These Georgian-Czech moves may be mirrored elsewhere. The EBRD is already putting extra money into Romania and Bulgaria. While Energo-Pro operates a dozen hydro plants at home it has acquired eight in Bulgaria (total 100MW) since 2000 and this April won the contract (US$26M) to build two hydro plants in southeast Turkey. The key is that Turkey borders Georgia, so power can be evacuated to Turkey and beyond.
Complaints and risks
So how safe are the Russians? Their gas manoeuvres are still reverberating. During the EBRD-AM, they told investment sessions how financially respectable they now were, with US$15B of foreign debt paid back, US$22B ready to hand over and promises to settle old Soviet sovereign commercial debts by the year’s end. They said Russia’s US$70B Stabilisation Fund was ring-fenced to prevent day-to-day use by government, and Deputy Finance Minister Sergey Storchak added, revealingly, that this buffer meant they could plan changes ‘to make our economy less dependent on other foreign markets’.
The EBRD-AM is open to businessmen and there were lots of verbal punches thrown at country panels of ministers, heads of investment agencies and spokesmen of ‘friendly’ companies who have ‘done well’. Sebastian Vladescu, Minister of Public Finance, said Romania was unhappy about Public Private Partnerships (PPP – which Lemierre said the EBRD wants to promote). Vladescu said governments were forced to pay out high costs for these while the investors made high profits.
Foreign investors and big, foreign, operational companies also complained about operations in different countries involving long legal delays over disputed tenders, disinterested and blocking bureaucrats, delays in clearances and corruption pressures. There were also accusations from the floor about state agencies backtracking on agreed rates of return. Operators and investors were first hooked then the rates were upped and terms changed.
Smell of gas
While plenty of NGOs will remain critical of new, big dam projects, they are arguably going to support refurbishment across the board, because the EBRD and other multilateral agencies insist on 21st century impact assessments and value-added provision for local populations. Hydro will also gain where oil and gas in certain places fall foul of eco-pressures and political correctness. NGOs, highly critical and effective over the Sakhalin Island oil and gas energy development project, have wanted the EBRD not to finance Sakhalin. One NGO, Global Witness also launched a 64-page, detailed attack on a lack of financial transparency entitled ‘It’s A Gas – Funny Business in the Turkmen-Ukraine Gas Trade’.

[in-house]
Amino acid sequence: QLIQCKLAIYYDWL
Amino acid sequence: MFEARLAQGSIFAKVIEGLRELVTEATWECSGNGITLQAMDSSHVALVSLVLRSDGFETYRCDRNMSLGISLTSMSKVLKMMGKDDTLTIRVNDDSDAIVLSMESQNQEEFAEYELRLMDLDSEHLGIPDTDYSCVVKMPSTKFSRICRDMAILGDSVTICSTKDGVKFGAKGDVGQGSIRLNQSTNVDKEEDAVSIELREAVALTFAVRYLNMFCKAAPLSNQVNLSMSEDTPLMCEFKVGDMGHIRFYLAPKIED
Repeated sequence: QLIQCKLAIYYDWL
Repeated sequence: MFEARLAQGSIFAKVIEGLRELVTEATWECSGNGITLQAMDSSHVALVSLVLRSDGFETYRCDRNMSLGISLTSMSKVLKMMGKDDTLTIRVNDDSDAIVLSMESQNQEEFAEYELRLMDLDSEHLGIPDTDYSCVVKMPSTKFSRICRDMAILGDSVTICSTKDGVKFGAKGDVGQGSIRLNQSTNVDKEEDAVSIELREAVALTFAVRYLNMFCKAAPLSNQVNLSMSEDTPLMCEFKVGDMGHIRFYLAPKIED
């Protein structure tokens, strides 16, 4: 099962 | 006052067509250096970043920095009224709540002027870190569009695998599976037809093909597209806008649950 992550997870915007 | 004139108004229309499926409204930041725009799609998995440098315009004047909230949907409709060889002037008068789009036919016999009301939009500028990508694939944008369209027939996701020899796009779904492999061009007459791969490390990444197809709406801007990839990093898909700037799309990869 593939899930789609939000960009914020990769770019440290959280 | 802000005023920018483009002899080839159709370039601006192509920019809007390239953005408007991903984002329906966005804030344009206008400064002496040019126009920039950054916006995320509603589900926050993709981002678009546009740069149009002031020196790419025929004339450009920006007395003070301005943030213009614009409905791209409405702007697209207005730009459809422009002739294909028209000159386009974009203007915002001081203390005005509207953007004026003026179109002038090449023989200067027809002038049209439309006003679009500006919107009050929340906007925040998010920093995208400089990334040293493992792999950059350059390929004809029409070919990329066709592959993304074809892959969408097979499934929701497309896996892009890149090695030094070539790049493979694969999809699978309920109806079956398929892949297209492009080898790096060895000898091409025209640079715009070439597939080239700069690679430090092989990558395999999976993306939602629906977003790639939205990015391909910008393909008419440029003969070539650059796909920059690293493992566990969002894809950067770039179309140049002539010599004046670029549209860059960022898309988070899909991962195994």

The Turkmen politico-gas scenario is important because it may be a factor in persuading potential investors in the region to go for hydro in areas such as Kyrgyzstan and avoid gas and oil-based energy tieups with states which are under close scrutiny and unstable. Total control, by President Nyazov and his family, of Turkmenistan, has led the EBRD (backed by other multilateral institutions) to say in September the state would get no loans until there was a major improvement in political, legal, social and transparency areas. Only private investment will be supported. Such concerns have not stopped the Chinese doing a deal to cooperate on one of Turkmenistan’s biggest projects – a pipeline to connect the two states and service countries along the Silk Route.
Next door, Uzbekistan’s President Karimov has also consistently been criticised for the country’s poor human rights record and muzzling of the media and the opposition.
Foreign companies also need to keep their reputation clean, and of course it takes two to tango. The UN Development Programme recently estimated that ‘The average bribe tax in the region has been estimated to be around 5%; in Kazakhstan, Kyrgyzstan and Tajikistan more than one-half of the firms reported paying at least some bribes (in Uzbekistan this number is just below 50%)’.
Water vs o&g for metals
The other, and probably most important, boost for hydro comes from demand in the metals sector and involves the Russians again who are competing with China and Europe for raw materials and power. India has massive ore reserves but needs more power.
Oleg I. Mukhamedshin, Deputy Chief Financial Officer of aluminium giant RUSAL, told the EBRD-AM the Russian metallurgical sector ‘could become a real competitor to the oil and gas sector’. RUSAL is tackling higher fuel prices by mining more Russian bauxite and developing cheaper hydro and nuclear electricity. It is also moving into gas, oil and gold extraction and exploiting massive timber resources in Siberian Krasnoyarsk, a region which tops the league for many Russian energy and metal reserves.
RUSAL has gone global, buying mining assets in Africa and Latin America, Australia, Ukraine and Armenia. The metals industry, Mukhamedshin said, was in second place for Russian taxes paid, was the largest source of Russia’s foreign currency and accounts for 20% of all Russian industrial manufacturing. RUSAL’s August move on Russian rival Sual and Swiss Glencore’s alumina assets, with a potential price of Euro 23B, would make RUSAL world number one in aluminium.
To power a multi-million tonne production expansion, RUSAL has struck supply deals and agreed joint projects with Russia’s state nuclear energy body and the UES-HydroOGK. HydroOGK, with a target of 23.3GW, claims it will be running second to Hydro-Quebec. RUSAL says it has new technology using less energy for smelting. It will build its own transport infrastructure to handle the extra tonnage. It has EBRD and International Finance Corporation support for that.
As the EBRD exits centre stage left towards the East, perhaps the Euro 64B (US$80.2B) question was implicitly raised by Nobel Laureate Stiglitz: Do we follow the heirs of Thatcher or those of Mao in order to turn a fair social and economic profit? The answer? Good old-fashioned, naturally sustainable hydro may show the road to renewal.
Peter O’Neill, Editor of TW : EEC press agency, has reported on Asia and the former USSR since 1970.